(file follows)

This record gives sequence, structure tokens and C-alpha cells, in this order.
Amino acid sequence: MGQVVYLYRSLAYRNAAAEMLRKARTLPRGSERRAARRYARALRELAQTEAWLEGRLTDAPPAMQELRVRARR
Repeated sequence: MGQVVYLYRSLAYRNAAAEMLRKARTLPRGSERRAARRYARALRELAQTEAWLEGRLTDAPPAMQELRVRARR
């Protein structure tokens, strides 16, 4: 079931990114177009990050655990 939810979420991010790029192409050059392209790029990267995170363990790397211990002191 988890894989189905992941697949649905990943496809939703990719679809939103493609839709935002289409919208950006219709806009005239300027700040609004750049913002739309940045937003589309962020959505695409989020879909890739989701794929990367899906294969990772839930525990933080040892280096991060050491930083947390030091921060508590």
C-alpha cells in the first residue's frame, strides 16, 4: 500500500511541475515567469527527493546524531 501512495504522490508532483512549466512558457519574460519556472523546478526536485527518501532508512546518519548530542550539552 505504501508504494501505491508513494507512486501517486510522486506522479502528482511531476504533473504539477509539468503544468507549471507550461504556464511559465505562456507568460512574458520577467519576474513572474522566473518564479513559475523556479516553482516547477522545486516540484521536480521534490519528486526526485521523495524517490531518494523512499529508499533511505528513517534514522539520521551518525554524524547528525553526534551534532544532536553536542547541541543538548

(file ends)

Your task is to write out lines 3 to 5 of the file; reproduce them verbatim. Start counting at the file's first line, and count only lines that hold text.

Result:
Repeated sequence: MGQVVYLYRSLAYRNAAAEMLRKARTLPRGSERRAARRYARALRELAQTEAWLEGRLTDAPPAMQELRVRARR
């Protein structure tokens, strides 16, 4: 079931990114177009990050655990 939810979420991010790029192409050059392209790029990267995170363990790397211990002191 988890894989189905992941697949649905990943496809939703990719679809939103493609839709935002289409919208950006219709806009005239300027700040609004750049913002739309940045937003589309962020959505695409989020879909890739989701794929990367899906294969990772839930525990933080040892280096991060050491930083947390030091921060508590």
C-alpha cells in the first residue's frame, strides 16, 4: 500500500511541475515567469527527493546524531 501512495504522490508532483512549466512558457519574460519556472523546478526536485527518501532508512546518519548530542550539552 505504501508504494501505491508513494507512486501517486510522486506522479502528482511531476504533473504539477509539468503544468507549471507550461504556464511559465505562456507568460512574458520577467519576474513572474522566473518564479513559475523556479516553482516547477522545486516540484521536480521534490519528486526526485521523495524517490531518494523512499529508499533511505528513517534514522539520521551518525554524524547528525553526534551534532544532536553536542547541541543538548